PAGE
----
A NEW ground-breaking improv group will tackle the lack of diversity and female-friendly venues in Perth’s comedy scene.
Only The Human will be the first cooperatively controlled arts organisation in WA, with members deciding what artistic direction it should take and how it should be run.
Any money generated from classes or festivals will be ploughed back into the co-operative.
OTH director Aden Date says they started out as a not-for-profit, but soon realised they needed a more collegiate approach.
“We love improvising because it’s an art form rooted in collaboration, equality and deep listening,” he says.
“We wanted to become a cooperative because that allows us to take what we’ve learned from playing together and apply it to how we run the organisation.
“The original organisation was set up in 2015 to explore more experimental comedy in Perth.
“We believed the scene was dominated by large venues and male-dominated standup.
“We wanted diversity in the comedy scene, of performers and performances alike.
“That part of our mission continues today under the cooperative structure.”
The co-operative will be launched at the group’s mini comedy festival Only Us Humans, held at the old Naval Stores in Fremantle from November 26 to December 17.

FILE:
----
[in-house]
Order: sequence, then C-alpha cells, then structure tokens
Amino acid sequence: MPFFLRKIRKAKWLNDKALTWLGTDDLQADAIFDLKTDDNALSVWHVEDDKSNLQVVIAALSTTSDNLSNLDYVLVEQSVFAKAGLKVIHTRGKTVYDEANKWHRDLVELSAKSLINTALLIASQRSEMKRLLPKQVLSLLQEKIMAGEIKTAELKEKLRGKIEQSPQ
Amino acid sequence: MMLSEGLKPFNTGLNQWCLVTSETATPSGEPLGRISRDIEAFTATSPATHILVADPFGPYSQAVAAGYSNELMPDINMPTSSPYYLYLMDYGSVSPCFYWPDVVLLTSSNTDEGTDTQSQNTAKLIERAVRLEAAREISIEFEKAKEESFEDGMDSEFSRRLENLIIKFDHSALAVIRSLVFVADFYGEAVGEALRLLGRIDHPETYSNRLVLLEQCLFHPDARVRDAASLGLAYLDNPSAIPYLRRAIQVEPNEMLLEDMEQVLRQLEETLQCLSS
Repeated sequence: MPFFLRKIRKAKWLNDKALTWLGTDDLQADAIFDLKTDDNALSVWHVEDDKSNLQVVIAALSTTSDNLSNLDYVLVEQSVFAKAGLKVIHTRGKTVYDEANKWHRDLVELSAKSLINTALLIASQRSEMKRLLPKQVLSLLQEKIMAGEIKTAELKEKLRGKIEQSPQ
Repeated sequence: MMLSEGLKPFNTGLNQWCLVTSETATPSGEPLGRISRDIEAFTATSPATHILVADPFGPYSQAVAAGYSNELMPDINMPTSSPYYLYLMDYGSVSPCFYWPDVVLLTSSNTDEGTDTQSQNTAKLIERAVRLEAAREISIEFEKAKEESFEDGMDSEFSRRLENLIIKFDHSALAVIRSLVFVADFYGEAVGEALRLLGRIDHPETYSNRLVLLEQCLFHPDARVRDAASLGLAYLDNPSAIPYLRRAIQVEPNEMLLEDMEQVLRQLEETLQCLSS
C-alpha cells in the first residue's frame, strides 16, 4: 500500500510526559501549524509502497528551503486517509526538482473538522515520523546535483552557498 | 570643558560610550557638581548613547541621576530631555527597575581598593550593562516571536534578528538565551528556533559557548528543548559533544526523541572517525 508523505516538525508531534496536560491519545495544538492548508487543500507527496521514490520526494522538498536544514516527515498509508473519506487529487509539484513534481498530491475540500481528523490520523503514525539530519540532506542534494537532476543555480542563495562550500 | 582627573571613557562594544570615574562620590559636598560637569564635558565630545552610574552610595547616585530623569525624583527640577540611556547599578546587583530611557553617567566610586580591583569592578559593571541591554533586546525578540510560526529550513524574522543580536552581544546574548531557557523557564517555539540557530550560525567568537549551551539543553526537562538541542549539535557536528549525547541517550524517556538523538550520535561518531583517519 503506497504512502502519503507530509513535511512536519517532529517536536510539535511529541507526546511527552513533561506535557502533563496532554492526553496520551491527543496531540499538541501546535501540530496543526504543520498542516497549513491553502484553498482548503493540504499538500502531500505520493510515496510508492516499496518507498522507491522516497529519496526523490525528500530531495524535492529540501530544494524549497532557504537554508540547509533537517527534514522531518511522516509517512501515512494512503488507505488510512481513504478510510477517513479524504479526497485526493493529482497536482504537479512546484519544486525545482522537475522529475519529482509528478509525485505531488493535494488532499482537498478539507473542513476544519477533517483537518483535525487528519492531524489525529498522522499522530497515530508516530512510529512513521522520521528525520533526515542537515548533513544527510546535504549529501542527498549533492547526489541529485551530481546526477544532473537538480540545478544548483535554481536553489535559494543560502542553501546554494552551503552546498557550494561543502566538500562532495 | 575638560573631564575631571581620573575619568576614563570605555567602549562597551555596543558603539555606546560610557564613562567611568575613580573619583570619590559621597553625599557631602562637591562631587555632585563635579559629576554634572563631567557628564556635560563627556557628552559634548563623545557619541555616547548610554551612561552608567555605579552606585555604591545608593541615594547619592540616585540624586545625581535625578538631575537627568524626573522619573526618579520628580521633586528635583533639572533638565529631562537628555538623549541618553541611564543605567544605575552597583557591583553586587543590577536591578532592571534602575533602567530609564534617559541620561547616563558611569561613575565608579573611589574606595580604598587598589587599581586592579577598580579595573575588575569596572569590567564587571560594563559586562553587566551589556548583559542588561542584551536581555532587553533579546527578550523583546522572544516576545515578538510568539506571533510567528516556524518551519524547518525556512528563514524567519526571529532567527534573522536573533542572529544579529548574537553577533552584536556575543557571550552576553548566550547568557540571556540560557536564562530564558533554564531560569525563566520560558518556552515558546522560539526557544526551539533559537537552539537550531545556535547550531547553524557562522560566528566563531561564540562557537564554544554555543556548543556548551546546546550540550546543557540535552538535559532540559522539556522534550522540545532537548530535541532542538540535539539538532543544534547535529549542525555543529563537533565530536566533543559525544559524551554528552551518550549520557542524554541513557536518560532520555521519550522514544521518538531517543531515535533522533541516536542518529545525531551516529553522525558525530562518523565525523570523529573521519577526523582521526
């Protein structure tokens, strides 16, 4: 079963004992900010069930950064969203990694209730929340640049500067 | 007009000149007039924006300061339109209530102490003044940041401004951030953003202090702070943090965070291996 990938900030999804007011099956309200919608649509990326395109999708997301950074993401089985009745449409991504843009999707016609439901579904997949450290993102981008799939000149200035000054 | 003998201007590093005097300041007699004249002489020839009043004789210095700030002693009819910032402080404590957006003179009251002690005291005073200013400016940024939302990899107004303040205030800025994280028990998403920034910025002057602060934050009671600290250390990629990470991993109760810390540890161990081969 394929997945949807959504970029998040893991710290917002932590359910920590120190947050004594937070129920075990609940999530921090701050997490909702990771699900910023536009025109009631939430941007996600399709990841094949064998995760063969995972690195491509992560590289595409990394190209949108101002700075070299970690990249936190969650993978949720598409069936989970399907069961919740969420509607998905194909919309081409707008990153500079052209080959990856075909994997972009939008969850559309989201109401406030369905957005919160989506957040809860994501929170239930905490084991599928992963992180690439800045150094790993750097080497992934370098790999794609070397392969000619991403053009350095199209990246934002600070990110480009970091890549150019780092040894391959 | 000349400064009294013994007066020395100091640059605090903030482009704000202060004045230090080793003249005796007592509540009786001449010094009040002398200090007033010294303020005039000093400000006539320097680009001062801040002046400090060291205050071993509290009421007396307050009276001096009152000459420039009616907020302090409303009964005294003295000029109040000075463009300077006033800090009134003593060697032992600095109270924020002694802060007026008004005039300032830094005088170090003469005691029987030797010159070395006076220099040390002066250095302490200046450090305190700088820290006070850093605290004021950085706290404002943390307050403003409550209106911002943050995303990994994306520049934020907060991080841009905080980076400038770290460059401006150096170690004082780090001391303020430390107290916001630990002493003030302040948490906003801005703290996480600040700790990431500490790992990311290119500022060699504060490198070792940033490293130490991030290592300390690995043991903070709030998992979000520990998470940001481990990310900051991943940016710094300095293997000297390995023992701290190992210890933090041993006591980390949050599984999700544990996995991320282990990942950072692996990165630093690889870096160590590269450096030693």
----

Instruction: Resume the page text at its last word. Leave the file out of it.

There’ll be four shows including an improv night, a sketch night and the intriguingly-titled “Anarchist’s Ballroom”, where just about anything can happen.
Date hopes to get about 70 members from the festival’s unofficial recruitment drive.
“We saw the festival as a way to get people used to a cooperative way of doing things, where members take initiative on projects they care about,” he says.
“The festival provides an opening for people to form their own teams, hone their artistic voice and present something back to the rest of the community.
“We’re holding it in the Naval Store because Enkel, who are currently leasing it, are also a cooperative organisation and share our desire for a regenerative economy and culture.”
With covid-19 altering the way we live, Date says comedy has always helped society deal with unprecedented change.
“We think improvisation, playfulness and comedy are important in times of transition,” he says.
Improvisation was born as an art to help America see itself during the late-50s and early-60s – it helped midwife the sexual revolution and the civil rights movement.
“It helped Americans see the absurdities of the cold war and the space race. Today we believe that improvised comedy can bring lightness, imagination and collaboration.
“These are all essential for creating a new, post-covid world together.”
Only The Human also run improv classes, and workshops for businesses who want a more flexible approach to problem-solving.
To find out more about Only The Human, and to buy tickets to its comedy festival, go to onlythehuman.com
by STEPHEN POLLOCK